* the need for all organizations to realize their goals
* the need to ensure leadership continuity at all levels
* the need to identify future leadership requirements
* the need to develop a pool of potential leaders. (Canavan, 2001, p. 75)
In order to obtain a measure of interest in the principalship and the factors and perceptions likely to discourage or encourage persons to apply for a principal position, the project surveyed the pool of persons most likely to apply for such a position (i.e., school executive members--deputy principals, coordinators, and religious education coordinators). The survey instrument was developed, piloted, and after amendment, administered in Catholic schools in NSW in mid-2000. Over 1,000 responses were received, a number that was very encouraging, from which to develop reasonable inferences. The broad results of the leadership aspiration question are given in Table 2.
Using a modified James and Whiting (1998) model, three groups of respondents were identified:
* Unwilling--Those who had applied for a principal position in the past and would not be doing so in the future (unavailable aspirants) together with those who had never applied and did not intend applying (settlers);
* Unsure--Those who had not yet applied and who were unsure whether they would apply in the future (unpredictable) and those who would only apply for a principal position if it was in a suitable location for them (uncertain);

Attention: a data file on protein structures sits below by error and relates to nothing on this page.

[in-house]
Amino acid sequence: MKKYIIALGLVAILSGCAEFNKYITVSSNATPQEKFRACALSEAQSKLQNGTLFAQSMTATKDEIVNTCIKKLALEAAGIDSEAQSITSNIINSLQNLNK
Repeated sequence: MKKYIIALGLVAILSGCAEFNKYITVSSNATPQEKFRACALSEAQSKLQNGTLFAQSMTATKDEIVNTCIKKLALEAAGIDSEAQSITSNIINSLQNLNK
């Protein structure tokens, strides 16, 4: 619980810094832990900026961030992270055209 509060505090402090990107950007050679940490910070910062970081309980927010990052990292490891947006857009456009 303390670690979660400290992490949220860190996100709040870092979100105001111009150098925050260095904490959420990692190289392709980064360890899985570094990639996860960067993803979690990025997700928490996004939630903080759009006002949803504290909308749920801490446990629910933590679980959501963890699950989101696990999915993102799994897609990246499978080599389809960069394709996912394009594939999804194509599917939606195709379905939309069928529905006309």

* Willing--Those who had not yet applied but envisaged applying at some time in the future (potential aspirants) and those who were actively seeking a principal position (active aspirants)
The result that 53% of those who responded to the survey were unwilling to apply for a principal position (i.e., the unavailable and the settlers) was the first time that any reliable figure had been put onto a situation that many had felt was the case, but not to any detailed extent. There were diocesan variations and responses varied according to gender and position in the school hierarchy, but overall there were significant data to provide benchmarks for reflection and strategic planning.
Approximately 300 assistant principals responded to the survey. Of these:
* 30.6% indicated they are not willing to apply for a principalship as compared with the 53% of the unwilling respondents in the total survey;
* 45.2% are planning to apply to be principals at some stage, compared with 31% of the total survey population.
Approximately 200 religious education coordinators responded to the survey. Of these:
* 54.6% were unwilling to apply compared to 53% in the total survey;
* 26.9% were willing to apply compared to 31% in the total survey.
Of the nearly 500 coordinators who responded:
* 65.4% were unwilling to apply compared to 53% in the total survey;
* 23.7% would be willing to apply at some stage compared to 31% in the total;